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Noctilucent clouds are at around 85km altitude and are formed of ice crystals. The ISS recently posted a number of photographs of these clouds and pointed out the key feature, which is the bright blue glow. enter image description here

Are these known to have an impact on ground-based or orbital telescopes?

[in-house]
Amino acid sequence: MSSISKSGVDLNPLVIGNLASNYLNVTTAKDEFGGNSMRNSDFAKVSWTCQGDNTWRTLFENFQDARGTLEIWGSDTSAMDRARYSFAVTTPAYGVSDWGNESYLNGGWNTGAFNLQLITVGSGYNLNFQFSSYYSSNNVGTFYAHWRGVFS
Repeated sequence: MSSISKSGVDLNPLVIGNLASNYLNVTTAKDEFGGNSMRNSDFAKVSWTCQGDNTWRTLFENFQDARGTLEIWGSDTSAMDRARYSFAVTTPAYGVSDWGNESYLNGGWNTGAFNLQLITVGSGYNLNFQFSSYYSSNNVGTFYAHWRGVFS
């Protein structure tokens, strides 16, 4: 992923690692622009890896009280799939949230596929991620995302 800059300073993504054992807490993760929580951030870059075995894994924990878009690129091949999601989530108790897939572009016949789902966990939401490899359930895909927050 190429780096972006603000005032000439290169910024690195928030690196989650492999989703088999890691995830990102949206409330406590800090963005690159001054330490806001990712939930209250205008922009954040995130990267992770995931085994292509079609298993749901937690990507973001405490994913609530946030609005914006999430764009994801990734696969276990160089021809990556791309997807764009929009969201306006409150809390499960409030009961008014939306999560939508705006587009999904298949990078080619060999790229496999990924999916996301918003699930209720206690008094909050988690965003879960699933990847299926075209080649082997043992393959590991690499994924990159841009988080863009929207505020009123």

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Noctilucent clouds are not a problem for space telescopes because their orbits are always more than 85 km. The Hubble Telescope orbits at about 570 km. Noctilucent clouds are a problem for ground-based telescopes (although only at high latitude sites,> 50$^{\circ}$), especially if you are trying to get accurate photometric brightnesses. However, typically you can see them reflecting city lights or moonlight, or you can tell from the large variance in your photometry counts that they are there and you should try again another night.

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